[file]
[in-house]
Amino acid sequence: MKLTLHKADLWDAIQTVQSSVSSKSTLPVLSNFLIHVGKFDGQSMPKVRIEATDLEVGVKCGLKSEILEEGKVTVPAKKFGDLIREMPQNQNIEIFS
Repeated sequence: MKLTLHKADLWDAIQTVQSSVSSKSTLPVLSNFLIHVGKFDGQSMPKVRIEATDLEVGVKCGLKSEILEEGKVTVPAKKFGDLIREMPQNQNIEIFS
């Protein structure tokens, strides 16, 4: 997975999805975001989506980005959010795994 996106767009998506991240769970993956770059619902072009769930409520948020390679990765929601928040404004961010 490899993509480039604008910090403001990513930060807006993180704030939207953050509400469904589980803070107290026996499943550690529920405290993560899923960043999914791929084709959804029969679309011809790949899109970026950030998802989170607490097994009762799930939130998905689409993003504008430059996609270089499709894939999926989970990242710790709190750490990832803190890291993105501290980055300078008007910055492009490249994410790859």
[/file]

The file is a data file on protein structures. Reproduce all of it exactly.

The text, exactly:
[in-house]
Amino acid sequence: MKLTLHKADLWDAIQTVQSSVSSKSTLPVLSNFLIHVGKFDGQSMPKVRIEATDLEVGVKCGLKSEILEEGKVTVPAKKFGDLIREMPQNQNIEIFS
Repeated sequence: MKLTLHKADLWDAIQTVQSSVSSKSTLPVLSNFLIHVGKFDGQSMPKVRIEATDLEVGVKCGLKSEILEEGKVTVPAKKFGDLIREMPQNQNIEIFS
């Protein structure tokens, strides 16, 4: 997975999805975001989506980005959010795994 996106767009998506991240769970993956770059619902072009769930409520948020390679990765929601928040404004961010 490899993509480039604008910090403001990513930060807006993180704030939207953050509400469904589980803070107290026996499943550690529920405290993560899923960043999914791929084709959804029969679309011809790949899109970026950030998802989170607490097994009762799930939130998905689409993003504008430059996609270089499709894939999926989970990242710790709190750490990832803190890291993105501290980055300078008007910055492009490249994410790859």